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Amy Rush has a reason for not paying that 29-year-old seat belt ticket

Amy Rush was a 15-year-old runaway when she was found in an older man's car, not wearing her seat belt.

Amy Rush was a 15-year-old runaway when she was found in an older man's car, not wearing her seat belt. WHO

Amy Rush was 15 years old when she ran away from home and hopped into the car of a 22-year-old man she was hanging out with at the time. They were driving through Hamilton County, Iowa, when her driver got pulled over for speeding. The officer noticed Rush wasn’t wearing a seatbelt, so she got a ticket of her own.

That was 29 years ago. Rush is now in her 40s, living just outside of St. Paul, and she still hasn’t paid that $35 ticket.

It’s not for lack of effort on the collection agency’s part. About 15 years ago, Iowa sent a letter to Rush’s parents’ house demanding she pay up. She just got another one a few days ago—a move she sees as a staggering waste of taxpayer money. Because Rush doesn’t plan on paying.

“I was a runaway,” she explained to WHO-TV. The officer who pulled them over didn’t ask for an ID or any kind of license from her. Never asked her who she was, and never questioned what a child was doing in this man’s car.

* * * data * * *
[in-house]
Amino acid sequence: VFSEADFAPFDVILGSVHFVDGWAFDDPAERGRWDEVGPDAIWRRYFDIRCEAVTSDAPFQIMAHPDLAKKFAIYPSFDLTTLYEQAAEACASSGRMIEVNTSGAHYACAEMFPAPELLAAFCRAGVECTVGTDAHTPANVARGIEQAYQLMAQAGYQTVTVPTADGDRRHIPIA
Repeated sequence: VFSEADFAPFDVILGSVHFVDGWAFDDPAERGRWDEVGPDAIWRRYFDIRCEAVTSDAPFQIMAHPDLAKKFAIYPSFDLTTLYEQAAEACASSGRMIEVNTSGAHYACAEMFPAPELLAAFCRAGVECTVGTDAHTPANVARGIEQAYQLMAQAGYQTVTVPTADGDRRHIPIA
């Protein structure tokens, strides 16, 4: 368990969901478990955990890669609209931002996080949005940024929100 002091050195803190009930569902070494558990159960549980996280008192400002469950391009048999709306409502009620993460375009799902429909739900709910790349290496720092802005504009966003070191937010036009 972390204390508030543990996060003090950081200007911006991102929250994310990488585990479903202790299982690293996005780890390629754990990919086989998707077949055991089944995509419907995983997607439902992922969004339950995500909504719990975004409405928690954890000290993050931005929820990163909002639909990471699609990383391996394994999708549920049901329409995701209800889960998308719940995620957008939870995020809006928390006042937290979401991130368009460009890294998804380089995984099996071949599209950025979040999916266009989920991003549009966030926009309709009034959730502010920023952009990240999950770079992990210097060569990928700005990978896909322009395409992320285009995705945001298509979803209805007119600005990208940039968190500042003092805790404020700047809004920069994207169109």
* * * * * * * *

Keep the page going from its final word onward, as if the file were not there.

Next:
“For all they knew, I was with a deranged psychopath or something,” she said. If there was policework to be done, it should have been getting her help—not fining her.

There’s no statute of limitations for fines like these. Iowa could send Rush letters until she dies. The only alternative, since she’s not an Iowa resident, is to issue a warrant for her arrest.

Rush says she’s almost considered making the two-and-a-half hour journey to Hamilton to contest the ticket and tell the judge “how absolutely ridiculous this is.” But in the meantime, she’s perfectly content to sit on her growing pile of debt notices.

“I told them I’m going to let them keep sending me mail and wasting more money, because I’m not paying it,” she told WHO.